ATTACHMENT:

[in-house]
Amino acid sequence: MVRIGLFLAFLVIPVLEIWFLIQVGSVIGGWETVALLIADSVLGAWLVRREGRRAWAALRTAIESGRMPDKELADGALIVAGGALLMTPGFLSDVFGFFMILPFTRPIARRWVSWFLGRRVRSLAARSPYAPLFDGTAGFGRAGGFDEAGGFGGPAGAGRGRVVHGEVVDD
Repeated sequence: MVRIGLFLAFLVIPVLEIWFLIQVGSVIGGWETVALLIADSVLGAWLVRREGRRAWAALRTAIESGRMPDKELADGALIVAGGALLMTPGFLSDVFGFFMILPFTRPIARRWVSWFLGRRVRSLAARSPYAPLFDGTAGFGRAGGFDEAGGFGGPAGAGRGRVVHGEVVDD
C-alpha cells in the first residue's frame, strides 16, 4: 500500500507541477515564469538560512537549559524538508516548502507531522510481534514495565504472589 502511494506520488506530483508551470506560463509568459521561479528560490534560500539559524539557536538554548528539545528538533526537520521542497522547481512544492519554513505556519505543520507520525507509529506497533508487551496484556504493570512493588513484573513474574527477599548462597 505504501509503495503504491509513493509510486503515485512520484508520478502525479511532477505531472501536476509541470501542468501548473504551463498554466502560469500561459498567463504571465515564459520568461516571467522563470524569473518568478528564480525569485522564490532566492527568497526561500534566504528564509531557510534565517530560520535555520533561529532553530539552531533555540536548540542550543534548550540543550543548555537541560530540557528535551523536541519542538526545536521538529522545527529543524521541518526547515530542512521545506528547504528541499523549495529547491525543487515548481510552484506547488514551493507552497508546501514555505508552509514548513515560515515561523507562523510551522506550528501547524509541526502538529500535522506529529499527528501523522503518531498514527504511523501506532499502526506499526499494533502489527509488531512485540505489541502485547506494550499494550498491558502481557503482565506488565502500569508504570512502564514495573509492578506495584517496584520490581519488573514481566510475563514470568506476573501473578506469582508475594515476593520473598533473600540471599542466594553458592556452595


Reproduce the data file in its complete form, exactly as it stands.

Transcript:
[in-house]
Amino acid sequence: MVRIGLFLAFLVIPVLEIWFLIQVGSVIGGWETVALLIADSVLGAWLVRREGRRAWAALRTAIESGRMPDKELADGALIVAGGALLMTPGFLSDVFGFFMILPFTRPIARRWVSWFLGRRVRSLAARSPYAPLFDGTAGFGRAGGFDEAGGFGGPAGAGRGRVVHGEVVDD
Repeated sequence: MVRIGLFLAFLVIPVLEIWFLIQVGSVIGGWETVALLIADSVLGAWLVRREGRRAWAALRTAIESGRMPDKELADGALIVAGGALLMTPGFLSDVFGFFMILPFTRPIARRWVSWFLGRRVRSLAARSPYAPLFDGTAGFGRAGGFDEAGGFGGPAGAGRGRVVHGEVVDD
C-alpha cells in the first residue's frame, strides 16, 4: 500500500507541477515564469538560512537549559524538508516548502507531522510481534514495565504472589 502511494506520488506530483508551470506560463509568459521561479528560490534560500539559524539557536538554548528539545528538533526537520521542497522547481512544492519554513505556519505543520507520525507509529506497533508487551496484556504493570512493588513484573513474574527477599548462597 505504501509503495503504491509513493509510486503515485512520484508520478502525479511532477505531472501536476509541470501542468501548473504551463498554466502560469500561459498567463504571465515564459520568461516571467522563470524569473518568478528564480525569485522564490532566492527568497526561500534566504528564509531557510534565517530560520535555520533561529532553530539552531533555540536548540542550543534548550540543550543548555537541560530540557528535551523536541519542538526545536521538529522545527529543524521541518526547515530542512521545506528547504528541499523549495529547491525543487515548481510552484506547488514551493507552497508546501514555505508552509514548513515560515515561523507562523510551522506550528501547524509541526502538529500535522506529529499527528501523522503518531498514527504511523501506532499502526506499526499494533502489527509488531512485540505489541502485547506494550499494550498491558502481557503482565506488565502500569508504570512502564514495573509492578506495584517496584520490581519488573514481566510475563514470568506476573501473578506469582508475594515476593520473598533473600540471599542466594553458592556452595